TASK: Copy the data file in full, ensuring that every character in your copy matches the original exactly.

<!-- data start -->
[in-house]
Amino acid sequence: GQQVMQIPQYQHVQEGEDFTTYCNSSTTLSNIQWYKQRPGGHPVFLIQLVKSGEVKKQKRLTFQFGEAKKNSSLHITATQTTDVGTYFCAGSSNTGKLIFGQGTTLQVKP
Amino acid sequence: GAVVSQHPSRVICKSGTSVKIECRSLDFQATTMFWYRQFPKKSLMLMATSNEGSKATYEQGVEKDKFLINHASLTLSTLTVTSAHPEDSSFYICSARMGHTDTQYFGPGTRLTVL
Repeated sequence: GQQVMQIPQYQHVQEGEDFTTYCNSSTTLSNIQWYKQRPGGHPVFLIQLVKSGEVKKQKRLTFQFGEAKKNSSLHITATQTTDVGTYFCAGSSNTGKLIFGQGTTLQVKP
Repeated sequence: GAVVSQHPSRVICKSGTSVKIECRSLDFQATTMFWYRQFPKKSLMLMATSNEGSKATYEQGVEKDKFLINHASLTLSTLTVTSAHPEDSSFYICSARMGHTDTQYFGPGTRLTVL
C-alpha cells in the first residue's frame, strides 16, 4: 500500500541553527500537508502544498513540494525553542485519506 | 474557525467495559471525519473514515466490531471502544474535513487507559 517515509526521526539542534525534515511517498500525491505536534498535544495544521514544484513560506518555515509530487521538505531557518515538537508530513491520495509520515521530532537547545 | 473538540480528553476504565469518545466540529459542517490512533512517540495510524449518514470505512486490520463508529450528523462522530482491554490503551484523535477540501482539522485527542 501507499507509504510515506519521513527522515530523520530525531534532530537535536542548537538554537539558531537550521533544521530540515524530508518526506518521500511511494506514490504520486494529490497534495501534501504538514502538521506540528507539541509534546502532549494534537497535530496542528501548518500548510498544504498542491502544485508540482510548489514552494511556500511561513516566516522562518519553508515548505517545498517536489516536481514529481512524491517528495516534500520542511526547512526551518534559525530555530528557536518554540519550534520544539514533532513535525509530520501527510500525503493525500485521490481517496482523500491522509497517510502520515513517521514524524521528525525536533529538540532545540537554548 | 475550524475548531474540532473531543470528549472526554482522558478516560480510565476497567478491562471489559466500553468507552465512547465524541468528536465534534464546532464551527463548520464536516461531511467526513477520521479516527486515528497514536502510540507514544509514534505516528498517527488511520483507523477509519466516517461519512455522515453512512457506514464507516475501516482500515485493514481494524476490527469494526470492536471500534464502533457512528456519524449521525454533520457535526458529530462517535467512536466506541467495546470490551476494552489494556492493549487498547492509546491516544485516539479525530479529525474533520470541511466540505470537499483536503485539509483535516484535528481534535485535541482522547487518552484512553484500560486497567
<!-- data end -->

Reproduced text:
[in-house]
Amino acid sequence: GQQVMQIPQYQHVQEGEDFTTYCNSSTTLSNIQWYKQRPGGHPVFLIQLVKSGEVKKQKRLTFQFGEAKKNSSLHITATQTTDVGTYFCAGSSNTGKLIFGQGTTLQVKP
Amino acid sequence: GAVVSQHPSRVICKSGTSVKIECRSLDFQATTMFWYRQFPKKSLMLMATSNEGSKATYEQGVEKDKFLINHASLTLSTLTVTSAHPEDSSFYICSARMGHTDTQYFGPGTRLTVL
Repeated sequence: GQQVMQIPQYQHVQEGEDFTTYCNSSTTLSNIQWYKQRPGGHPVFLIQLVKSGEVKKQKRLTFQFGEAKKNSSLHITATQTTDVGTYFCAGSSNTGKLIFGQGTTLQVKP
Repeated sequence: GAVVSQHPSRVICKSGTSVKIECRSLDFQATTMFWYRQFPKKSLMLMATSNEGSKATYEQGVEKDKFLINHASLTLSTLTVTSAHPEDSSFYICSARMGHTDTQYFGPGTRLTVL
C-alpha cells in the first residue's frame, strides 16, 4: 500500500541553527500537508502544498513540494525553542485519506 | 474557525467495559471525519473514515466490531471502544474535513487507559 517515509526521526539542534525534515511517498500525491505536534498535544495544521514544484513560506518555515509530487521538505531557518515538537508530513491520495509520515521530532537547545 | 473538540480528553476504565469518545466540529459542517490512533512517540495510524449518514470505512486490520463508529450528523462522530482491554490503551484523535477540501482539522485527542 501507499507509504510515506519521513527522515530523520530525531534532530537535536542548537538554537539558531537550521533544521530540515524530508518526506518521500511511494506514490504520486494529490497534495501534501504538514502538521506540528507539541509534546502532549494534537497535530496542528501548518500548510498544504498542491502544485508540482510548489514552494511556500511561513516566516522562518519553508515548505517545498517536489516536481514529481512524491517528495516534500520542511526547512526551518534559525530555530528557536518554540519550534520544539514533532513535525509530520501527510500525503493525500485521490481517496482523500491522509497517510502520515513517521514524524521528525525536533529538540532545540537554548 | 475550524475548531474540532473531543470528549472526554482522558478516560480510565476497567478491562471489559466500553468507552465512547465524541468528536465534534464546532464551527463548520464536516461531511467526513477520521479516527486515528497514536502510540507514544509514534505516528498517527488511520483507523477509519466516517461519512455522515453512512457506514464507516475501516482500515485493514481494524476490527469494526470492536471500534464502533457512528456519524449521525454533520457535526458529530462517535467512536466506541467495546470490551476494552489494556492493549487498547492509546491516544485516539479525530479529525474533520470541511466540505470537499483536503485539509483535516484535528481534535485535541482522547487518552484512553484500560486497567